Detailed Map and Government of Cameroon
The Republic of Cameroon is a small country located in the "armpit" of Africa. Shaped triangularly, it is slightly larger than the Golden State of California. There is constant squabble between the French and English territory as to the exact location of the country - West or Central Africa. Paul Biya is the country's second octogenarian dictator. He came to power in 1982 through a political intrigue following Ahidjo's sudden resignation. His is currently serving his 5th seven-year term and is the longest-serving Africa's strongman. Biya's benignly healthy first wife died suddenly under mysterious circumstances in the 1990s while he was attending an Islamic conference in Dakar, Senegal. His second socialite wife, Chantal is of Lebanese decent and half his age.
Biya is hardly seen in public at home but is often spotted in European capitals with money bulging out of his pockets. During the week of November 15, 2012, Biya celebrated 30 years of what many coined "thirty years of legalized corruption." The Yaoundé economy is usually grounded when he is leaving or returning from abroad. The main street that stretches from the airport to the Presidential palace through the busy downtown business district and major intersections are closed for hours.
Cameroon and the United States maintain full diplomatic relations, though Cameroon does not remind most Americans of any place on earth. There are approximately 8,000 Cameroonians living in the United States, and several Americans living in Cameroon. The American Embassy and Cultural Center are located in Yaounde, the nation's capital. I watched the taped ABC News with the late Peter Jennings in the Center from 1984-87.
The highest mountain in West Africa, at 4,000 feet, is Mount Cameroon, located in the South West Provincial Capital of Buea. This makes the area extremely cold. The mountain erupted in 1999, killing and displacing thousands of people. I lived in Buea with my stepfather when I was younger.
Cameroon is a strikingly multilingual and heterogeneous country, with approximately 250 indigenous languages and ethnic groups. Each ethnic group or tribe is identified by a unique and common culture, language and history. Kom is one of the many ethnic groups or kingdoms. I hail from the Kom kingdom.
Cameroon first made international headlines in 1974 when a previously-stolen 145 year old wooden statue, the Afo-A-Kom, belonging to the people of the Kingdom of Kom in the North West Province was found in New York City and repatriated to its people. I have only a few memories of this historic event. The Afo-A-Kom is an important symbol of Kom society and represents peace, unity and tranquility.
Also, in 1986 a discharge of poisonous gases from Lake Nyos killed approximately 3,000 people and cattle. Lake Nyos is located close to my tribe and I know people whose relatives or friends were affected by the disaster. The late reporter Pierre Salinger of ABC News reported on the disaster from my hometown of Bamenda. The event was considered a national emergency.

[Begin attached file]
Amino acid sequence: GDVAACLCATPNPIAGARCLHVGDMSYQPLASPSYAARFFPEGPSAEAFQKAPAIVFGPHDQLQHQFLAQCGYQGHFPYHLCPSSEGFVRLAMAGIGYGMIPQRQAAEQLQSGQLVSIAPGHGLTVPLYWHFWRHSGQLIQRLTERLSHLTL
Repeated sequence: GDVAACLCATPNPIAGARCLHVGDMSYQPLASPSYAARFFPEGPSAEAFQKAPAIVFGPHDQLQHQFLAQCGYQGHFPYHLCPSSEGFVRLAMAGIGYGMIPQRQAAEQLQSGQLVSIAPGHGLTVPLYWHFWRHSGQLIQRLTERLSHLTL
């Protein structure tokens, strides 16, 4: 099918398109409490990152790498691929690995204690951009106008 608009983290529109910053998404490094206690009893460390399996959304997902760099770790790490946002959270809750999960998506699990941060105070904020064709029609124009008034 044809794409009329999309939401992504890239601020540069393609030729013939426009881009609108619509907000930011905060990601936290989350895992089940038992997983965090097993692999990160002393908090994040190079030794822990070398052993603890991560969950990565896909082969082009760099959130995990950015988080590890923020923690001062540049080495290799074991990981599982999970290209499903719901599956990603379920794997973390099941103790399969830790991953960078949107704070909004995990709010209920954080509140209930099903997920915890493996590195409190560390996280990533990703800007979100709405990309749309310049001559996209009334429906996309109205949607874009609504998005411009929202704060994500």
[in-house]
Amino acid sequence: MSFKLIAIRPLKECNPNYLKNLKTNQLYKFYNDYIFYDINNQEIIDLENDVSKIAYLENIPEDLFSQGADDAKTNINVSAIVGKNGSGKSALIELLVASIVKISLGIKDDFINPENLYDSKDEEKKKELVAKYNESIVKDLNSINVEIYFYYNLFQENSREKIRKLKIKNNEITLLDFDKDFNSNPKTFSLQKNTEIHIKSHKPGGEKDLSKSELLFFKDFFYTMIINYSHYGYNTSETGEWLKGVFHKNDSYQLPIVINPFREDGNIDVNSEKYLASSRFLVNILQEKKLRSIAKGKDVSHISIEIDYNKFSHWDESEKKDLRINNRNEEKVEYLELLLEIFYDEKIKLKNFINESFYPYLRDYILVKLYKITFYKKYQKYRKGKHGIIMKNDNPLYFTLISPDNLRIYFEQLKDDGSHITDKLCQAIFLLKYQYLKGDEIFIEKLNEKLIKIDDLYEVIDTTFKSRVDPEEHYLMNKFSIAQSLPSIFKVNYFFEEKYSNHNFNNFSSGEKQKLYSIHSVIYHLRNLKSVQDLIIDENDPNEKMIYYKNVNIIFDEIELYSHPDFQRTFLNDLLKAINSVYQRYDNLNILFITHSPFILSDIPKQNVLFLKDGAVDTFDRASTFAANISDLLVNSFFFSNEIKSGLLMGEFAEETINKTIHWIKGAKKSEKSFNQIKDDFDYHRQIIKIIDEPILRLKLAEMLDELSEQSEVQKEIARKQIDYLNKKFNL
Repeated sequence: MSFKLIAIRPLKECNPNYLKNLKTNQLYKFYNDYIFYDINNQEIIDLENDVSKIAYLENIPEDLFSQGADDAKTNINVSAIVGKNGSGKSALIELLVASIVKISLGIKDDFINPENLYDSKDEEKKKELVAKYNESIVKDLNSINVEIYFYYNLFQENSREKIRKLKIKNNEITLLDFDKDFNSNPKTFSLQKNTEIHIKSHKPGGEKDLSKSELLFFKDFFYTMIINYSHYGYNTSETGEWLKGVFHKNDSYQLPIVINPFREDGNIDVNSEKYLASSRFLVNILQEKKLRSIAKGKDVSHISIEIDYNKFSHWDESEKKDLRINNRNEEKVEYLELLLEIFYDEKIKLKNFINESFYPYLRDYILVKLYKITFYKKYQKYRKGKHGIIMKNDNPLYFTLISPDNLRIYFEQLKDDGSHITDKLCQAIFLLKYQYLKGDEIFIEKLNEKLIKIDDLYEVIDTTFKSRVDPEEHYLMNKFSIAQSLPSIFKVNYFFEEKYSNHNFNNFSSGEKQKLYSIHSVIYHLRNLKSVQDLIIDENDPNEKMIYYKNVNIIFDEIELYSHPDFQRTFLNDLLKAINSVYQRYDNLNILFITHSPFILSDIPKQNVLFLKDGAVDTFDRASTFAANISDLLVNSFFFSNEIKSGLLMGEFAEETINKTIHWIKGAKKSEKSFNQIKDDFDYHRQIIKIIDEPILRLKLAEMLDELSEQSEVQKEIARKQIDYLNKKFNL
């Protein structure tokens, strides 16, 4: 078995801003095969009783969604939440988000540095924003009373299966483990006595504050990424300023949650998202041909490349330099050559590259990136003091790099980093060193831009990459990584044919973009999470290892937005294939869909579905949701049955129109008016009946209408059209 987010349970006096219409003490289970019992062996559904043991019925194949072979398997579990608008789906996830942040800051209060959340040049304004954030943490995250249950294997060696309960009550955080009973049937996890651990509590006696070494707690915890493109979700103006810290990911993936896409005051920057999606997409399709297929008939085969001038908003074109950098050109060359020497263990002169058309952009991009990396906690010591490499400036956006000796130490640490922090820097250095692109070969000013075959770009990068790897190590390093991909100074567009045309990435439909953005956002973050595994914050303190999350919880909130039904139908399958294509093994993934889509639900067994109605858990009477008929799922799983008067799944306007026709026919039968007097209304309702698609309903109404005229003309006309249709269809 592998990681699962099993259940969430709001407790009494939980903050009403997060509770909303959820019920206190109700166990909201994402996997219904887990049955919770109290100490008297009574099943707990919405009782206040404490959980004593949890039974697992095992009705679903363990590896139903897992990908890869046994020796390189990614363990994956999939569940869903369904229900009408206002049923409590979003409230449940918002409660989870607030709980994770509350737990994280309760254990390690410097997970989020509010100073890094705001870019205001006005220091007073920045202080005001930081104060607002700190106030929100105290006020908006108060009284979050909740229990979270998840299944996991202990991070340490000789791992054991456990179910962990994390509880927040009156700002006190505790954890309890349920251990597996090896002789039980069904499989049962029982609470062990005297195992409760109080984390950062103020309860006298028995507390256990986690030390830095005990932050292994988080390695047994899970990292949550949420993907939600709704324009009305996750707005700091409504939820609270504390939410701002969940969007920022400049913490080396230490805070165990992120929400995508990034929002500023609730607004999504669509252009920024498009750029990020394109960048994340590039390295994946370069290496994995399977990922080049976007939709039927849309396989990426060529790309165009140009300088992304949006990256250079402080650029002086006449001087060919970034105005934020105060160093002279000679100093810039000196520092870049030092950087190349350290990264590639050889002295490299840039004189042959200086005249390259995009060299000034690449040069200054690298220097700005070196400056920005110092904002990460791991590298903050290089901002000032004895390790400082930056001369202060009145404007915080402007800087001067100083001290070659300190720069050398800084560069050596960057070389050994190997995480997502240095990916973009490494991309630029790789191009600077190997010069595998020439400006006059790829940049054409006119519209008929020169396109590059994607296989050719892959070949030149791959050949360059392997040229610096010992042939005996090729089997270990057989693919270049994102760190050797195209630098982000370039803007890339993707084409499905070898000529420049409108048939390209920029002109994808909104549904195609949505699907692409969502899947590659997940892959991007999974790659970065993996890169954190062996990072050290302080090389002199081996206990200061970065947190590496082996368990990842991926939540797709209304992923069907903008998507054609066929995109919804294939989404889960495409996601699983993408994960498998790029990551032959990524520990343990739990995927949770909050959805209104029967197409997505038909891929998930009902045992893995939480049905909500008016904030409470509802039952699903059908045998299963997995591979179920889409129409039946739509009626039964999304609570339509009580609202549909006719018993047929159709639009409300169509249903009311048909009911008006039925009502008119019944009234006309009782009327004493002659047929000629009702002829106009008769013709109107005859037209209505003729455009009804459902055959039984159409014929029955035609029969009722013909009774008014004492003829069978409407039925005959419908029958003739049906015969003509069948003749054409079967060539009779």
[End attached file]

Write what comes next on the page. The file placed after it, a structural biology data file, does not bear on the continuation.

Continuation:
English and French are Cameroon's two official languages. There is, however, a deep digital divide between the majority Francophone population (80%) and the minority Anglophone population (20%).
The University of Yaounde is the only fully-fledged institution of higher learning in Cameroon, although regional campuses have been opened in recent years. Admission for Anglophone students is extremely difficult. English also constitutes a major barrier for English-speaking students in the University, because bilingual education is not strictly enforced. It is highly disorganized and grossly inefficient. I attended the University (Department of Laws and Economic Sciences) from 1984-87. The Chancellor and professors are all political appointees of the president. A college in Cameroon is the equivalent of an American high school.
Government and Economy
Cameroon is a de facto multi-party political system. It is divided into ten provinces headed by a Governor in each province. The President appoints the Governors, who serve at his pleasure. The provinces do not have autonomous powers. The Northwest and Southwest provinces are the minority English-speaking provinces. Paul Biya addressed the country in English for the first time during his 1985 "New Deal" Congress in Bamenda, the first Chief Executive in Cameroon's history to do so.
The government of Paul Biya is a corrupt ethnic oligarchy with power heavily concentrated in the hands of his Bethi ethnic group. He is one of the worst dictators in Sub-Shaharn Africa and the world. He rules by decree and appoints all public and private-sector employee, including office clerks who serve at his mercy. He does not know and and has not met most of his sixty cabinet ministers. The country is essentially ruled by a circle of trusted cabinet friends. He is hardly seen in public at home, but often spotted in European capitals. In short, Cameroon is ruled by a kleptocracy, or thieves. The country was voted twice by a German newspaper as the most corrupt nation in the world.
Note: please visit Cameroon's entry in Wikipedia for additional information on the country.